Woolrich (or William Irish) is not given any credit for the NIGHT WITHOUT SLEEP script, either. It's credited to Elick Moll and Frank Partos, the latter of whom was a noir screenwriter of some repute, having written THE STRANGER ON THE THIRD FLOOR (claimed by some as the first film noir) and several intriguing pre-Code crime films previous to that (GUILTY AS HELL and WHARF ANGEL).
Moll, novelist and playwright, was by no means a noir specialist: via his friendship with director Lloyd Bacon, he'd struck up a bit of a bromance with Darryl Zanuck and became an on-again off-again polish man for Fox in the 40s--but in musicals and fantasies. He was teamed with Partos for THE HOUSE ON TELEGRAPH HILL and its moderate success gave them another (distinctly less successful) teamup on NIGHT WITHOUT SLEEP. Later in the decade, he would team up with the ardently liberal Daniel Taradash (Oscar winner for his FROM HERE TO ETERNITY adapted screenplay) for STORM CENTER (1956), part of the post McCarthy-era pendulum swing. He would also team up with Don Murray, fleshing out the actor's reminiscences of his volunteer service with Italian refugees in the Playhouse 90 drama "For I Have Loved Strangers" (broadcast in December 1957).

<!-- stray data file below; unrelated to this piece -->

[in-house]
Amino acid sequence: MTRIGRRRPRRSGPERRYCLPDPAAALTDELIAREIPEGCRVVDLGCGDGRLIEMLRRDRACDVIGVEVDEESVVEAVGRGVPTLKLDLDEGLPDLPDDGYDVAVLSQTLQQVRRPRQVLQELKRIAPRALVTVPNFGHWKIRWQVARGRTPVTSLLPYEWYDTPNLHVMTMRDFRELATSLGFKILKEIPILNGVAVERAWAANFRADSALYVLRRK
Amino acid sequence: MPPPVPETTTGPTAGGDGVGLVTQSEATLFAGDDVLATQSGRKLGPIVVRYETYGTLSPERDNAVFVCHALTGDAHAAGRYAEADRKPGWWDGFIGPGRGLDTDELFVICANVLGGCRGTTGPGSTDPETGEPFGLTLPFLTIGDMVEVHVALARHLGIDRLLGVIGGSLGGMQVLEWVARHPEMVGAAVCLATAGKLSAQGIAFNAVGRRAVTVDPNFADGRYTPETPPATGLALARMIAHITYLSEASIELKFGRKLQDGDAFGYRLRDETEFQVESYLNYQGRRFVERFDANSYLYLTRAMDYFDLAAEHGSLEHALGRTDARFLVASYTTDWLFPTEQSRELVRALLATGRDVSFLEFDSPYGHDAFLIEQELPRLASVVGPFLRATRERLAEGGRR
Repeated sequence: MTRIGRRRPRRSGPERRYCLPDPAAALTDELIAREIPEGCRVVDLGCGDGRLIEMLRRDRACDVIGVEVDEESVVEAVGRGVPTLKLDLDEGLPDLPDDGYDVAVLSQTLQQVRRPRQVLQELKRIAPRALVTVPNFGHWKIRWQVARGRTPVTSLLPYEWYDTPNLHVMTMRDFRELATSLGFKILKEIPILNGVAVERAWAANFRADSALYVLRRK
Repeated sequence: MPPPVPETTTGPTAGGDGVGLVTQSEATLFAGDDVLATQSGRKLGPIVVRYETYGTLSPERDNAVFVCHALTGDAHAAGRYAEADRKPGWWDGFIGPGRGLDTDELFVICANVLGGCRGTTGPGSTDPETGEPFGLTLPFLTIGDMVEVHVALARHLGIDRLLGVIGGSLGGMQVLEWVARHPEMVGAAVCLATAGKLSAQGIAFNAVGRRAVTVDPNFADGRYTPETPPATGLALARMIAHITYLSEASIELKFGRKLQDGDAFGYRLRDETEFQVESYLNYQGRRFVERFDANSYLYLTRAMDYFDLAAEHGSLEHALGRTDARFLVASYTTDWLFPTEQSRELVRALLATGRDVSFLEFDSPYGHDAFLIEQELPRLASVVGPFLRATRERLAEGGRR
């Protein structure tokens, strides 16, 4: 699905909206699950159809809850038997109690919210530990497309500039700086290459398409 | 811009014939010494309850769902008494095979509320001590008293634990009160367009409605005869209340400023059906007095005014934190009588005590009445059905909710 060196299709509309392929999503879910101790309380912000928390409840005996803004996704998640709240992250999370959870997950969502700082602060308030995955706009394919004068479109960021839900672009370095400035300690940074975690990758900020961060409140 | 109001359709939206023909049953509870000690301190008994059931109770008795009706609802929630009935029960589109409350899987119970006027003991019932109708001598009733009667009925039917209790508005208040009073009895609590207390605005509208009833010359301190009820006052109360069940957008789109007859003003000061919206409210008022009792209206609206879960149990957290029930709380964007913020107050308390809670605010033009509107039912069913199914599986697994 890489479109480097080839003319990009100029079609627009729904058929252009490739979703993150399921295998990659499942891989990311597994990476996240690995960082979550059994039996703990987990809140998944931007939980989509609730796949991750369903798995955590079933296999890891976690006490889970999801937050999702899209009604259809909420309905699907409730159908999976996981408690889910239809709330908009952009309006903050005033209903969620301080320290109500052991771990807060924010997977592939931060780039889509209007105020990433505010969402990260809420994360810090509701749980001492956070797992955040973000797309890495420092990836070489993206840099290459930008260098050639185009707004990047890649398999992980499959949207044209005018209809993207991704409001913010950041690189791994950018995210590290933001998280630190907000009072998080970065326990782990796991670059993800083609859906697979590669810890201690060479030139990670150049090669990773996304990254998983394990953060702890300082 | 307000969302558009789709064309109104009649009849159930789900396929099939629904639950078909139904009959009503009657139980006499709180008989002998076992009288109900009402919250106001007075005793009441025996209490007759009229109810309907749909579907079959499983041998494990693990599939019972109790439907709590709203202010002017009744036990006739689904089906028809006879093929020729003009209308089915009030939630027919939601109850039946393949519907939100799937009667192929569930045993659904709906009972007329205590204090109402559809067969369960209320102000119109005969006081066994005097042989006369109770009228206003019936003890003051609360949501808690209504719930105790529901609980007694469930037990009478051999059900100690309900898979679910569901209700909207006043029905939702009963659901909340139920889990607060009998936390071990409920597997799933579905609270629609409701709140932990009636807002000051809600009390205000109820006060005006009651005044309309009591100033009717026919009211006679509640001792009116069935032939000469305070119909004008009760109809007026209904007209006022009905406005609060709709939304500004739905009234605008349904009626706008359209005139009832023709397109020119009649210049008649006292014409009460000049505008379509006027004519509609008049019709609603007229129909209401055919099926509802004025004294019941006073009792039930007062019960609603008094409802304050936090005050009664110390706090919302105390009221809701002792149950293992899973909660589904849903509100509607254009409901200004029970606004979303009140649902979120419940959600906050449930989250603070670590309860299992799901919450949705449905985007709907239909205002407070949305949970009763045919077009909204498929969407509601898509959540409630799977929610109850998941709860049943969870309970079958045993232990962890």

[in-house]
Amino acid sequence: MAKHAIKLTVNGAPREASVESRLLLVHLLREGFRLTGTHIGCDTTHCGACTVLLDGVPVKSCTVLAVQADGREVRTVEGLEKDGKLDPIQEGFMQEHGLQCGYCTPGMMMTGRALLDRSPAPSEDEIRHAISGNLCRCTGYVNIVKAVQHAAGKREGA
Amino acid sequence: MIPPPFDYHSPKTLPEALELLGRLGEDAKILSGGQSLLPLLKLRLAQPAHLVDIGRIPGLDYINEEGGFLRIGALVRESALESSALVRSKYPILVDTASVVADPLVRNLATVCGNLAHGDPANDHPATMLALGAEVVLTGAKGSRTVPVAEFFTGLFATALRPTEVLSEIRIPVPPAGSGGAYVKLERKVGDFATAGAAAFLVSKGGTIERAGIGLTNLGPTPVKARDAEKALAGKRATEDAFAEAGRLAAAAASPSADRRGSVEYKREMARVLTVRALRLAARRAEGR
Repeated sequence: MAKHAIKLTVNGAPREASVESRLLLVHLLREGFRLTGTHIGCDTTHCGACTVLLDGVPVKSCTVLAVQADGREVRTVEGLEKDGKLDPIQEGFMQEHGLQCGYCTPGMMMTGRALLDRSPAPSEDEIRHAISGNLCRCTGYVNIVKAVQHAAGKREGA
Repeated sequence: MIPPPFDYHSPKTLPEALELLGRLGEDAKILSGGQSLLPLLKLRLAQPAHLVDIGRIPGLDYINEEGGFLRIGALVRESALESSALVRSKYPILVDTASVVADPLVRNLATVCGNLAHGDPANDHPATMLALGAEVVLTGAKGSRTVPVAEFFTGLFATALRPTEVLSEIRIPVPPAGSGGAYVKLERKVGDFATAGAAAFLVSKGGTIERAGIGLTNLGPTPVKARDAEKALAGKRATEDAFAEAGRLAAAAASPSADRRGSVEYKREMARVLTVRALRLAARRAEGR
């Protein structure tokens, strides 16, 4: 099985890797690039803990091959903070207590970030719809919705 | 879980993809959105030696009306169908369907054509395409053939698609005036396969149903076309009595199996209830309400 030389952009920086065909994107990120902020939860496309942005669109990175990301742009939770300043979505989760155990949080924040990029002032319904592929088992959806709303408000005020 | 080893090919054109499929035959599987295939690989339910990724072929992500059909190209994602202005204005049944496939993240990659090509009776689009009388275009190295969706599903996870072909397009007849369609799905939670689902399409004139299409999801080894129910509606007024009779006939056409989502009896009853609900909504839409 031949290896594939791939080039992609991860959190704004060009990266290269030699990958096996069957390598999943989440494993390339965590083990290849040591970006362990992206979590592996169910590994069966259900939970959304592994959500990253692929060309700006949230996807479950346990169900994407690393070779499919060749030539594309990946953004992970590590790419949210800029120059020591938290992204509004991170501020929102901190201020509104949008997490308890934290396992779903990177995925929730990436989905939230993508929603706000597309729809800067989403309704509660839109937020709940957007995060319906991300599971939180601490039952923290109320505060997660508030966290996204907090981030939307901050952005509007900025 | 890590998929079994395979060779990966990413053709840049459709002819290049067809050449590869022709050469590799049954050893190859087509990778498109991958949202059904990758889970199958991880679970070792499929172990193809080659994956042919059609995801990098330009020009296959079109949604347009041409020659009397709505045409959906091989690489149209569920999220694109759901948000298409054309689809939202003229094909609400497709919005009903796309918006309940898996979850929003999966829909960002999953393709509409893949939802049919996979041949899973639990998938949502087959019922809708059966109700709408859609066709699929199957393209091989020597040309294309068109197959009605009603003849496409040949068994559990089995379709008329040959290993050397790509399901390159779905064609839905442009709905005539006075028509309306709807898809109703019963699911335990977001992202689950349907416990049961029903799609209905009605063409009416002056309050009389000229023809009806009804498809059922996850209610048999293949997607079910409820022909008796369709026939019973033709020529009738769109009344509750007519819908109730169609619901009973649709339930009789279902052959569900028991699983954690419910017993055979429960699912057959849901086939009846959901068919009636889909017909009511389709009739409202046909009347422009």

The NIGHT WITHOUT SLEEP story is close enough to Woolrich's novel that I certainly think he could have sued. Will have to go grab the Nevins bio from down at the office to see if there's anything in there about it. Its release came at a time when Woolrich hit a major rough patch in his personal life that affected his output and just about everything else, however, so that could explain why something like this could have slipped through the cracks.